Mites on raspberries

lifespeed(9B San Jose)August 18, 2009

I have a 15' row of Heritage red raspberries that appear to have a mite infestation. They are small, teardrop-shaped and whitish. Some of the raspberry 'kernels' are completely white instead of the usual red-purple. Perhaps the mites are sucking them dry?

Anyway, this is looking like a problem that is getting progressively worse, not better. I am under the impression that miticides are a specific product, and that many insecticides are not useful against these pests.

Are there any products that can bring these pests under control? What about minor details like toxicity, pre-harvest interval, etc. I have seen lots of miticides for flowers, but I'm not sure they are acceptable for food crops.

I don't suppose there is any chance soap and/or oil will kill them? What about this non-toxic miticide?

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lifespeed(9B San Jose)

Just thought I should mention these mites are fairly fast-moving, if that helps with identification. I looked at http://www.sel.barc.usda.gov/acari/index.html and read that yellow mites are notably fast . . .

    Bookmark   August 18, 2009 at 12:37PM
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fruitnut Z7 4500ft SW TX

I'm sure SucraShield is safe enough. So far I've only tried it on aphids. At label rates it wasn't very effective. Maybe it would work well at higher rates.

There are very effective miticides that are approved for fruit. But they are very hard to find. I'm like you and not sure how safe the ones we can find would be on fruit.

The active ingredient in Avid, abamectin, is also avaliable in Agri-Mek. Agri-Mek is approved for fruit, I don't think Avid is. I was lucky to get ahold of some Agri-Mek. One spray controls spider mites in my greenhouse all yr long. I find that amazing since I have a 300+ day growing season.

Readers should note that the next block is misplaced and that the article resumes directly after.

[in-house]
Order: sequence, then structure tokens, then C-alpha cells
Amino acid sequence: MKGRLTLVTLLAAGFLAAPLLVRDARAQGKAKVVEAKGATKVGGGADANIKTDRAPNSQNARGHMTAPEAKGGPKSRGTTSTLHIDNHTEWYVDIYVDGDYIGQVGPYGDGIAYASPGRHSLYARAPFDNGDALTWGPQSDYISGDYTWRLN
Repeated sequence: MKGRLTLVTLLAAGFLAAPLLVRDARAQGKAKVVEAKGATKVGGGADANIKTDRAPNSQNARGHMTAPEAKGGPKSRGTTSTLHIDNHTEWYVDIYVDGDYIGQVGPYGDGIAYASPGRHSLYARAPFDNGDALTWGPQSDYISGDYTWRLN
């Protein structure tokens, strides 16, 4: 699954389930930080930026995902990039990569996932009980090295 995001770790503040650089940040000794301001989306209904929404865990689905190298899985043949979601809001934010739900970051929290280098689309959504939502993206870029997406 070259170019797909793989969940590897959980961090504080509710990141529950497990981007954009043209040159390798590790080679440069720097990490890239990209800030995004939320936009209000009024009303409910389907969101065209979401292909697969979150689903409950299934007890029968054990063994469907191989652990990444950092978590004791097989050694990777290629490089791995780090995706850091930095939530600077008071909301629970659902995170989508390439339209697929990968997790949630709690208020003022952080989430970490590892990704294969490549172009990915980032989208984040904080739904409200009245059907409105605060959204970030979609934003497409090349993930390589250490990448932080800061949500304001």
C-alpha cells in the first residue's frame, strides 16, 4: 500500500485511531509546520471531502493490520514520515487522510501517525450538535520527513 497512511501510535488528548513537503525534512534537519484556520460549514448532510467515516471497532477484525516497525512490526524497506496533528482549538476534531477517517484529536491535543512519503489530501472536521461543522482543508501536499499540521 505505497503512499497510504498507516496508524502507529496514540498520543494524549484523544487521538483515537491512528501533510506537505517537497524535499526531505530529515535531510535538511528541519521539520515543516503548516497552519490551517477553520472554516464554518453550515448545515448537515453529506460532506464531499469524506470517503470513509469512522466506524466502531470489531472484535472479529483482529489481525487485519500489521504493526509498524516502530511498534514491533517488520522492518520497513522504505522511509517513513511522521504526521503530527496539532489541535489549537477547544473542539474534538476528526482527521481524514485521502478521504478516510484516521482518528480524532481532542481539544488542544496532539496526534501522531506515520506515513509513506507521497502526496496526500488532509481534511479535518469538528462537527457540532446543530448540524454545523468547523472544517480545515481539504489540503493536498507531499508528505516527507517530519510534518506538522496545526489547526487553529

Some other miticides approved for fruit are Acramite, Zeal, Envidor, Mesa, Nexter, Fujimite, Kanemite, and I'm sure there are more. But I couldn't find a source last I looked.

Wish I could be more help.

The Fruitnut

    Bookmark   August 18, 2009 at 12:49PM
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larry_gene

Your white drupelets may be the result of UV damage from the sun. It appears as random white drupelets. If the kernels are white but still plump, they have not been sucked dry; this would cause them to shrivel and turn brown, and UV damaged kernels also do this eventually. It results in a slightly crunchy berry when eaten.

    Bookmark   August 18, 2009 at 11:24PM
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lifespeed(9B San Jose)

I had a suspicion of sun damage. Thanks for confirming. Yeah, they are still plump, but some appear to have shriveled. Perhaps just more time.

Raspberries are strange. They seem to want sun, but not too much.

I'm still not too keen on the mites, tho.

    Bookmark   August 19, 2009 at 12:24AM
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glenn_russell(6b RI)

lifespeed-
Right. I was going to say the same thing as larry_gene. You can Google "White Druplet Disorder" for more information. It seems that some varieties are more susceptible than others.